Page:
Collaboration often isn’t working in practice
Salesforce teams understand that collaboration is at the core of DevOps culture. When asked about the most valuable benefits of DevOps, 93% cite collaboration. Or, to look at the other side of the same coin, teams most frequently blame difficulty with collaboration when asked why their process was harder to manage in 2021 than 2020. Teams know that DevOps and collaboration go hand in hand.
Many Salesforce devs and admins think they’re doing well in this area, with 58% rating their team’s collaboration on releases either ‘good’ or ‘excellent’. This probably reflects the way most teams now have improved visibility into what their teammates are getting up to. A large proportion of teams use version control (62%) and work-tracking tools software like Jira (67%), both of which help teams to see different workstreams in action and understand how well the team’s projects are progressing.
The problem is that teams aren’t actually collaborating all that well when it comes to their release process. The majority of respondents (54%) admit to deploying work outside of their defined release pipeline ‘some’ or ‘most of the time’, or not having a defined release pipeline at all.
Clearly, lots of teams could use help in defining their process and understanding how to improve collaboration. Ideally, collaboration should be visible in every part of your team’s process, since assigning particular responsibilities to just one person will often make them a bottleneck for the rest of the team. That’s no fun for anyone. And it doesn’t just slow down any given project - it also slows down the transition to a DevOps culture.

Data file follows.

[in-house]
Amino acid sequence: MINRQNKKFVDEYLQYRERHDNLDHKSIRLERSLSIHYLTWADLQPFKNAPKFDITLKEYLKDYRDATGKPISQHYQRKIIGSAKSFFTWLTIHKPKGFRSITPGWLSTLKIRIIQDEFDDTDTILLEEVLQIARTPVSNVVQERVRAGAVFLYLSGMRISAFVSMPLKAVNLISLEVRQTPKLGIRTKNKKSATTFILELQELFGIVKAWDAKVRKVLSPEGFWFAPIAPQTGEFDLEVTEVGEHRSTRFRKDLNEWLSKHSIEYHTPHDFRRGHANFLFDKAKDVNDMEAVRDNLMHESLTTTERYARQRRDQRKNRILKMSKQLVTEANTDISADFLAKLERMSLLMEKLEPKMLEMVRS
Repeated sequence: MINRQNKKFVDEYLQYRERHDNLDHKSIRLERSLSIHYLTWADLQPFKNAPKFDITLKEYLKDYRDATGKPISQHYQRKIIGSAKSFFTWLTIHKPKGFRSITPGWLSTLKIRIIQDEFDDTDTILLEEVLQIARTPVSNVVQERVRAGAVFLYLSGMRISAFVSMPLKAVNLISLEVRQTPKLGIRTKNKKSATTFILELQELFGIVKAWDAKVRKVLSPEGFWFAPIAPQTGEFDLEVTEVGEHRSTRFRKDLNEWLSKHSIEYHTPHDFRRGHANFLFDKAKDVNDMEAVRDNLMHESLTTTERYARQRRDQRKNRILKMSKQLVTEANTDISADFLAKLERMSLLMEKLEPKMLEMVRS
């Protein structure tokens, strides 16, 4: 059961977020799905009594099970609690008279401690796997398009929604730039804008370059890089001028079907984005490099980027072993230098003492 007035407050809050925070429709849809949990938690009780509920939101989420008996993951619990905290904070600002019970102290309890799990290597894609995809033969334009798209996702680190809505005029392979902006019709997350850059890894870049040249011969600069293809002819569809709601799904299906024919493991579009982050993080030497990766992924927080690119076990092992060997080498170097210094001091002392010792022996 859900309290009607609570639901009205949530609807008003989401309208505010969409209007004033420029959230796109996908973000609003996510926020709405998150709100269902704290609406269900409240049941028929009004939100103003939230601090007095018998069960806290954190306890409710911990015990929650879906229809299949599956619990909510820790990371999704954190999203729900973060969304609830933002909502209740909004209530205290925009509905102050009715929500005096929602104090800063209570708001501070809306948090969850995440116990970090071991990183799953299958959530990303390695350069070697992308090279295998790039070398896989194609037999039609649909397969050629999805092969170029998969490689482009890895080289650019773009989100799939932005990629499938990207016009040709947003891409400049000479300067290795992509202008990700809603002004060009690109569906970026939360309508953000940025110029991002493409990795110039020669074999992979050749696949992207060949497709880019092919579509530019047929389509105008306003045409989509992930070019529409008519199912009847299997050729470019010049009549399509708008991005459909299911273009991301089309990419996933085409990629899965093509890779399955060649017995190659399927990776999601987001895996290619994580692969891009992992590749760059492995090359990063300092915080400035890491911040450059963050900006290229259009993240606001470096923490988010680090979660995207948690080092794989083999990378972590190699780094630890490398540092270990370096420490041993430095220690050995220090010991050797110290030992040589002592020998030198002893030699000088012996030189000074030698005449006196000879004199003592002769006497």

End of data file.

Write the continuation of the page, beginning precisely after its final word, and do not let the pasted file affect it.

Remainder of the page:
Training needed for Salesforce teams to succeed
Most people can think of ways they’d love to upskill, but they don’t always have the time or the opportunities for training.
Salesforce teams see the need for DevOps training as a particular challenge. Many respondents to the survey identified ‘a steep learning curve for DevOps concepts’ as the largest obstacle to DevOps. Among teams who are finding it increasingly difficult to manage releases, more than half pin the blame on a lack of team experience. And among the teams finding it ever easier to manage releases, two thirds attribute this to team experience.
Bringing everyone into one shared process is an essential aim of DevOps, so the best approach to training is for everyone to be involved. DevOps is a team sport. If just one of your team doesn’t know what process to follow or doesn’t understand a workflow, it can compromise everything.
Most Salesforce teams want to prioritize learning, with almost two thirds of Salesforce teams saying they intend to meet the challenges of 2022 with training. Thousands of Salesforce professionals have accessed the free courses on DevOps Launchpad to learn about key DevOps concepts and how to put them into practice.
See the full picture
The cultural traits of buy-in, collaboration and continuous learning are essential for any team striving to reach elite-level DevOps performance. Our data is clear: teams want to work in that kind of environment, but need guidance on the day-to-day changes that cultivate that kind of culture.
To understand more about why you should focus on improving your Salesforce team’s DevOps performance, download The State of Salesforce DevOps 2022. The report shows how teams across the ecosystem are performing against 7 key metrics, and analyzes how the adoption of tools and a new approach can produce dramatic improvements.